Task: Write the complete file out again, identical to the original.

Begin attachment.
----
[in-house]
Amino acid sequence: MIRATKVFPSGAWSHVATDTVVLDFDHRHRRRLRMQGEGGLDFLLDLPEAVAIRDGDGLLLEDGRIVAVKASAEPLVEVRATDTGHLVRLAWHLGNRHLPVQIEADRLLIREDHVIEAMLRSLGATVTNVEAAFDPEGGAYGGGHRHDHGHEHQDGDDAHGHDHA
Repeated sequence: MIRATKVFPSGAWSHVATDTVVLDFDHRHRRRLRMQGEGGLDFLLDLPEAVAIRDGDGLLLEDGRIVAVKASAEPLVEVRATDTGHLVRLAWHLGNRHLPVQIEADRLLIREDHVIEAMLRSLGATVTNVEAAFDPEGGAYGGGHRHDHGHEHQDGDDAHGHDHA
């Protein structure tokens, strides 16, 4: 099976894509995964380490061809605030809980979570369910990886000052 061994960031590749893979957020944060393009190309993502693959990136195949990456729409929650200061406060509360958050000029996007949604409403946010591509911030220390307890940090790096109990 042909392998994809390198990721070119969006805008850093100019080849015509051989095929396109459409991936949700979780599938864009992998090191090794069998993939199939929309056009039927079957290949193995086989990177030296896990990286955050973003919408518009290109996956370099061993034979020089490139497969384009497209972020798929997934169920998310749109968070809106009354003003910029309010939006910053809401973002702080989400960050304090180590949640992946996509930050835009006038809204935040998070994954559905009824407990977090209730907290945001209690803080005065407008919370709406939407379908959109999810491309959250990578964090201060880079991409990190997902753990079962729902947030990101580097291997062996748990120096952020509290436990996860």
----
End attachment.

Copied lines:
[in-house]
Amino acid sequence: MIRATKVFPSGAWSHVATDTVVLDFDHRHRRRLRMQGEGGLDFLLDLPEAVAIRDGDGLLLEDGRIVAVKASAEPLVEVRATDTGHLVRLAWHLGNRHLPVQIEADRLLIREDHVIEAMLRSLGATVTNVEAAFDPEGGAYGGGHRHDHGHEHQDGDDAHGHDHA
Repeated sequence: MIRATKVFPSGAWSHVATDTVVLDFDHRHRRRLRMQGEGGLDFLLDLPEAVAIRDGDGLLLEDGRIVAVKASAEPLVEVRATDTGHLVRLAWHLGNRHLPVQIEADRLLIREDHVIEAMLRSLGATVTNVEAAFDPEGGAYGGGHRHDHGHEHQDGDDAHGHDHA
């Protein structure tokens, strides 16, 4: 099976894509995964380490061809605030809980979570369910990886000052 061994960031590749893979957020944060393009190309993502693959990136195949990456729409929650200061406060509360958050000029996007949604409403946010591509911030220390307890940090790096109990 042909392998994809390198990721070119969006805008850093100019080849015509051989095929396109459409991936949700979780599938864009992998090191090794069998993939199939929309056009039927079957290949193995086989990177030296896990990286955050973003919408518009290109996956370099061993034979020089490139497969384009497209972020798929997934169920998310749109968070809106009354003003910029309010939006910053809401973002702080989400960050304090180590949640992946996509930050835009006038809204935040998070994954559905009824407990977090209730907290945001209690803080005065407008919370709406939407379908959109999810491309959250990578964090201060880079991409990190997902753990079962729902947030990101580097291997062996748990120096952020509290436990996860």